Systemic Practice and Action Research

, Volume 19, Issue 1, pp 101–137 | Cite as

The Self-Organization of Social Movements

  • Christian Fuchs
Original Article

The New Social Movement Approach and the Resource Mobilization Approach are the dominant approaches in social movement research. They focus either on macro-aspects and externalism or on micro-aspects and internalism. This paper suggests that the notion of self-organization is one way of taking into account both internal and external, structural- and action-based aspects of social movements and that it allows a dynamic concept of protest. The emergence of social movements is not determined, but a complex result of crisis, resource mobilization, cognitive mobilization, self-production—searching for singular laws of the emergence of movements is an expression of one-dimensional, linear, and deterministic thinking. Protest and social problems are non-linearly related. Social movements are part of the civil society system, by producing alternative topics and demands, they guarantee the dynamic of the political system. Existing system-theoretic approaches on social movements (Luhmann, Japp, Ahlemeyer, Hellmann) are rather uncritical and ignore the productive relationship between human actors and social structures in processes of social self-organization. Social movements are dynamic communication systems that permanently react to political and societal events with self-organized protest practices and protest communications that result in the emergence and differentiation (production and reproduction) of protest structures (events, oppositional topics, alternative values, regularized patterns of interaction and organization). The dynamic of social movements is based on the permanent emergence and mutual production of protest practices and protest structures. The self-organization of a social movement is a vivid process, it is based on the permanent movement and differentiation of actors and structures that communicate public protest, a social movement is only a movement, as long as it communicates protest and moves itself. In critical phases of protest new social systems of protest emerge whose form, content and effects are not determined, but dependent upon old structures, i.e., old structures enable and constrain new structures. The emergence of new protest issues, methods, identities, structures, and organizational forms starts as singular innovation, if it is widely imitated then it spreads within the protest system and transforms the system as a whole. In terms of Hegelian dialectics this means that novel qualities sublate the old structure of the total system, i.e., the system is transformed, reaches a higher level, incorporates old qualities, and creates new qualities. In critical phases protest can spontaneously and quickly spread and intensify itself. This reflects the idea of complexity thinking that small causes can spontaneously have large effects. The notion of self-organization as the idea of the networked, co-operative, synergetic production of emergent qualities and systems should be employed in order to arrive at a dynamic concept of protest. In order to reflect the increasing complexity of society and the emergence of a stratified knowledge society, a multidimensional model of class that is structurally coupled to the concept of social movements is suggested.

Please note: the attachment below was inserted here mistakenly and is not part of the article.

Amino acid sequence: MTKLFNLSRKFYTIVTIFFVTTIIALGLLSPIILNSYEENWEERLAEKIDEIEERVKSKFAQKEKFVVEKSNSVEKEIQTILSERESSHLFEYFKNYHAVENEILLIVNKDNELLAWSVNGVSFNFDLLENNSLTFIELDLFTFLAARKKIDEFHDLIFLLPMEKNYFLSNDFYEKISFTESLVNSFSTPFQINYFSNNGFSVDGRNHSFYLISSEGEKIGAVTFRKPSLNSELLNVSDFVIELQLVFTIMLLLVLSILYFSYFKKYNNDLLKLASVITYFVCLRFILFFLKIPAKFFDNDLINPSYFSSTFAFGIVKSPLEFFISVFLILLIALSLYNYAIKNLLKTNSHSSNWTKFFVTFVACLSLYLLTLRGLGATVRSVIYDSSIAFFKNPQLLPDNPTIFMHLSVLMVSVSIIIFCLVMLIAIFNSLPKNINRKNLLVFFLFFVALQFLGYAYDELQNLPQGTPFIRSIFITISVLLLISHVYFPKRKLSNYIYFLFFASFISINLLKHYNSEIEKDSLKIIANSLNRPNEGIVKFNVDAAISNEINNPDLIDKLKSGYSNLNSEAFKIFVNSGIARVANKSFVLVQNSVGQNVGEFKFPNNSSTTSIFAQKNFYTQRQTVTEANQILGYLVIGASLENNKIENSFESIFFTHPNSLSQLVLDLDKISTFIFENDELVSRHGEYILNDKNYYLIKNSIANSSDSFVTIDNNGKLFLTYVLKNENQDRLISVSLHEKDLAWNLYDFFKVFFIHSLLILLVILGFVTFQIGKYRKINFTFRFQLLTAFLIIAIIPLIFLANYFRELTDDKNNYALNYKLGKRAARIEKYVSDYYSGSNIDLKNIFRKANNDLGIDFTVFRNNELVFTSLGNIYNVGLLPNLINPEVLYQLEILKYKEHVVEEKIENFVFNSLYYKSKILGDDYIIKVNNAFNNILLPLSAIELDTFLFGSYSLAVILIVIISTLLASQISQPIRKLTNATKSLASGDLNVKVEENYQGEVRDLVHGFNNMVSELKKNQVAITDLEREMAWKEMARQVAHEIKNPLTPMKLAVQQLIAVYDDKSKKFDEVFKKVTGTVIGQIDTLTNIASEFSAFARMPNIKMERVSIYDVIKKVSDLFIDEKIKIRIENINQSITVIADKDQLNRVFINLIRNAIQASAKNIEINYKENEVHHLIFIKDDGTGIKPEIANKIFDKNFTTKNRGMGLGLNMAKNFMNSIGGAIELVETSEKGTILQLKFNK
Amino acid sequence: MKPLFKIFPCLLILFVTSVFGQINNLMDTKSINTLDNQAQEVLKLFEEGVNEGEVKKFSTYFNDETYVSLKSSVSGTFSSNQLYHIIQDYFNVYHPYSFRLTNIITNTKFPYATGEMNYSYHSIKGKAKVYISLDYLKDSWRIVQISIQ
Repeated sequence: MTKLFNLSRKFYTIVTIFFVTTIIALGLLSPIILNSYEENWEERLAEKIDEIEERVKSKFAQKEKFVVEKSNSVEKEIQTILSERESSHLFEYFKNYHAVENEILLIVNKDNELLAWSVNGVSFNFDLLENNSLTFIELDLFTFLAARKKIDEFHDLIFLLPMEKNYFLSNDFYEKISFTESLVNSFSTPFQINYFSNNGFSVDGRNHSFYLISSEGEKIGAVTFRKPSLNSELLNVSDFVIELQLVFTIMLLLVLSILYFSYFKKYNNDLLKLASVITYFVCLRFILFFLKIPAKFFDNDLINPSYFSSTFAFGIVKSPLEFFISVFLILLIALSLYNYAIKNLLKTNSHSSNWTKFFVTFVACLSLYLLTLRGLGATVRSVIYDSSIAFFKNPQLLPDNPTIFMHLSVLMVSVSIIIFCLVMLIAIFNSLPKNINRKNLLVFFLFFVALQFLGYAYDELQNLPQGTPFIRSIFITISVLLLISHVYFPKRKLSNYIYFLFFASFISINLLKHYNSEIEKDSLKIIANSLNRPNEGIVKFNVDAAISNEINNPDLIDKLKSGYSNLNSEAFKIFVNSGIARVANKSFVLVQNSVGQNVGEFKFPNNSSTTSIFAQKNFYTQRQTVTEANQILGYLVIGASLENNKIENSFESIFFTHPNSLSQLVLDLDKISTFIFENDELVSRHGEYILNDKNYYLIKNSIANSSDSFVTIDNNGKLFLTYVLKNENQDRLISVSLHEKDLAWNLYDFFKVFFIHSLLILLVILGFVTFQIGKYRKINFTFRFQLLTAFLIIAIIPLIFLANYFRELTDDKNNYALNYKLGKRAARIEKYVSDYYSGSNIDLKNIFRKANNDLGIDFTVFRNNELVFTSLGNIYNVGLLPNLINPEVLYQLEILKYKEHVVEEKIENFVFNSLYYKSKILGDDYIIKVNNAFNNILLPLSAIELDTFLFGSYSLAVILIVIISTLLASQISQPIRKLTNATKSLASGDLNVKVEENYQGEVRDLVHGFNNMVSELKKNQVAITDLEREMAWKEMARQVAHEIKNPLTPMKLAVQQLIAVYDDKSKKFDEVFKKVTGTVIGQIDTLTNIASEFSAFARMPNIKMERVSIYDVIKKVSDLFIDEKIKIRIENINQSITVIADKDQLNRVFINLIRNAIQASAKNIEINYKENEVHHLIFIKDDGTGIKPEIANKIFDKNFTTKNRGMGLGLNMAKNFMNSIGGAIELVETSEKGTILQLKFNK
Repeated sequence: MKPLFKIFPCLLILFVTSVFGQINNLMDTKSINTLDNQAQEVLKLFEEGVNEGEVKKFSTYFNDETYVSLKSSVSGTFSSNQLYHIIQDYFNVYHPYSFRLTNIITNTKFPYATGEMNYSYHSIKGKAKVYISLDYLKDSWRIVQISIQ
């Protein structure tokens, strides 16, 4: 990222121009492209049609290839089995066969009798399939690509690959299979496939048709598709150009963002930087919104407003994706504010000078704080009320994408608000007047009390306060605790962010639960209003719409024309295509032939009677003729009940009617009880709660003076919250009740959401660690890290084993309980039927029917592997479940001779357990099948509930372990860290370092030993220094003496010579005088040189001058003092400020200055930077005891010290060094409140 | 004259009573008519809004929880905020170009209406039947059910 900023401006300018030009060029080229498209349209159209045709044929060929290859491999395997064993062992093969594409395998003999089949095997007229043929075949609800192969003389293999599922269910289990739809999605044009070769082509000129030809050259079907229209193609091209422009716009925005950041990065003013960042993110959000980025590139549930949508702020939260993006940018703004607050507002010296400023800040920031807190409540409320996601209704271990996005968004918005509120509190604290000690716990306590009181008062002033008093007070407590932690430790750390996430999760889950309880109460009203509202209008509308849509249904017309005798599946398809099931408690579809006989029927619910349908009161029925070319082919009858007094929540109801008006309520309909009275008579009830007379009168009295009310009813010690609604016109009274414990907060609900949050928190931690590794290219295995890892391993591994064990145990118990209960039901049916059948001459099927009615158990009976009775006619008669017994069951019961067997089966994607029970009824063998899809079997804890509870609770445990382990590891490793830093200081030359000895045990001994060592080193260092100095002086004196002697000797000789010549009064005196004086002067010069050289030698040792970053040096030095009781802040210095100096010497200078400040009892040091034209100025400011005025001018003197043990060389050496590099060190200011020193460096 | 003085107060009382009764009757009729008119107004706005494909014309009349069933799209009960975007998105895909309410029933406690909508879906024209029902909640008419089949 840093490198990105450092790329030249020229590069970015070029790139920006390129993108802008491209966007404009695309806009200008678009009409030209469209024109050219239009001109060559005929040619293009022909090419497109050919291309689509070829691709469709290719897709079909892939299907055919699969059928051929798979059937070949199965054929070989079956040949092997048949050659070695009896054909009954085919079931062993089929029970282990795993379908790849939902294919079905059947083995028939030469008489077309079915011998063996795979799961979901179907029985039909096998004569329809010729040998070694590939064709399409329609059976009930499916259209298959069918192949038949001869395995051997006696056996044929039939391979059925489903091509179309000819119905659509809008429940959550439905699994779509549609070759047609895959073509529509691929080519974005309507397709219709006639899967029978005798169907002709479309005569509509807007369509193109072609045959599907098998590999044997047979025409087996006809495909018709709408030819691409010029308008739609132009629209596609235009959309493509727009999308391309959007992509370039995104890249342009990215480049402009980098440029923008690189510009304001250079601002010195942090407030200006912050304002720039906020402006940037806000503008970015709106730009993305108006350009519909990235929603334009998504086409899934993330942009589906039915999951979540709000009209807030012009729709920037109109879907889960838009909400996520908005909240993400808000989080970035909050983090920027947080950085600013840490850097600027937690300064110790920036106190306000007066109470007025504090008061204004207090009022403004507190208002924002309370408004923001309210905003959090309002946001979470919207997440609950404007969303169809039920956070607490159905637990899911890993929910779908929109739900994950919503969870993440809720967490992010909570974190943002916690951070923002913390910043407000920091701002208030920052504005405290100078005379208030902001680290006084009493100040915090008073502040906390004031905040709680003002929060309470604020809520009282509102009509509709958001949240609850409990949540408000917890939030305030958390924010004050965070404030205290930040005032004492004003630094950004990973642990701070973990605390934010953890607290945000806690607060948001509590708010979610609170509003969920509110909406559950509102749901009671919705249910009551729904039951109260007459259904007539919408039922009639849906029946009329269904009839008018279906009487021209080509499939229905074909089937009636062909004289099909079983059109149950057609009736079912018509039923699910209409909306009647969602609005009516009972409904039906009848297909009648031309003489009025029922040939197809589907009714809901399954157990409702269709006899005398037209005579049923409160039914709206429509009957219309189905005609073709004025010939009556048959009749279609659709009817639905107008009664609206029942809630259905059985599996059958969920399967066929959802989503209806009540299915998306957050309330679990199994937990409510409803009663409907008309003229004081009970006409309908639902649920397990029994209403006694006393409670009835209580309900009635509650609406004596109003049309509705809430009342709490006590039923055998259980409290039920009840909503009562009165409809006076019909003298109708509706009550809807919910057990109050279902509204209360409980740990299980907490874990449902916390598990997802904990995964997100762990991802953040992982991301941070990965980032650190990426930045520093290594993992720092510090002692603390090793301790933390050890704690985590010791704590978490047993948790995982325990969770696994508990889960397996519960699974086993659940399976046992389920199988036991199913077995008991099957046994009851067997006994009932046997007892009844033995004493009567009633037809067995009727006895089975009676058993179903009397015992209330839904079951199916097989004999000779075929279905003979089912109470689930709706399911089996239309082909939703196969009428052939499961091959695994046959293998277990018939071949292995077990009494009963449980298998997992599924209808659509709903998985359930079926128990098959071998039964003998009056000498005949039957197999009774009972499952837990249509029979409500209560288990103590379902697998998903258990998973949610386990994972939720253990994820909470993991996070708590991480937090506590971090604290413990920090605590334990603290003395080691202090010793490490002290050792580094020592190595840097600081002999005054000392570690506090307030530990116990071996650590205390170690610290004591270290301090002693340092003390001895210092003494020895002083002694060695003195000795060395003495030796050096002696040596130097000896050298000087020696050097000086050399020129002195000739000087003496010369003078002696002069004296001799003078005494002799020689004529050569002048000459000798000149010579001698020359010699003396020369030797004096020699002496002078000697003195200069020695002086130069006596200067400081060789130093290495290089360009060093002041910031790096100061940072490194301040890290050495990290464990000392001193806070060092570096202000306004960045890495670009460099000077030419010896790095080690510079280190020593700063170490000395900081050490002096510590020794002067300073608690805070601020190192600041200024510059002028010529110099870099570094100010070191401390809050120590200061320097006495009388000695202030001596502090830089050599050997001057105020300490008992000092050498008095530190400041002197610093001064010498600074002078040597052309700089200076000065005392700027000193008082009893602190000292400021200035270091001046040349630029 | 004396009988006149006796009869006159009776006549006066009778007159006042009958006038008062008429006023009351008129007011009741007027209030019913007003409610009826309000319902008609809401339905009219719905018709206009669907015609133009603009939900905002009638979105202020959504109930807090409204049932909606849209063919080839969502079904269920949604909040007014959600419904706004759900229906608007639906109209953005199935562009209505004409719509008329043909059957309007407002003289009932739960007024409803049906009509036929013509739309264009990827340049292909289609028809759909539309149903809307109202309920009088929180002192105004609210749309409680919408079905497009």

social movement self-organization protest social system 


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Copyright information

© Springer Science+Business Media, Inc. 2006

Authors and Affiliations

  1. 1.ICT&S Center—Advanced Studies and Research in Information and Communication Technologies & SocietyUniversity of SalzburgSalzburgAustria

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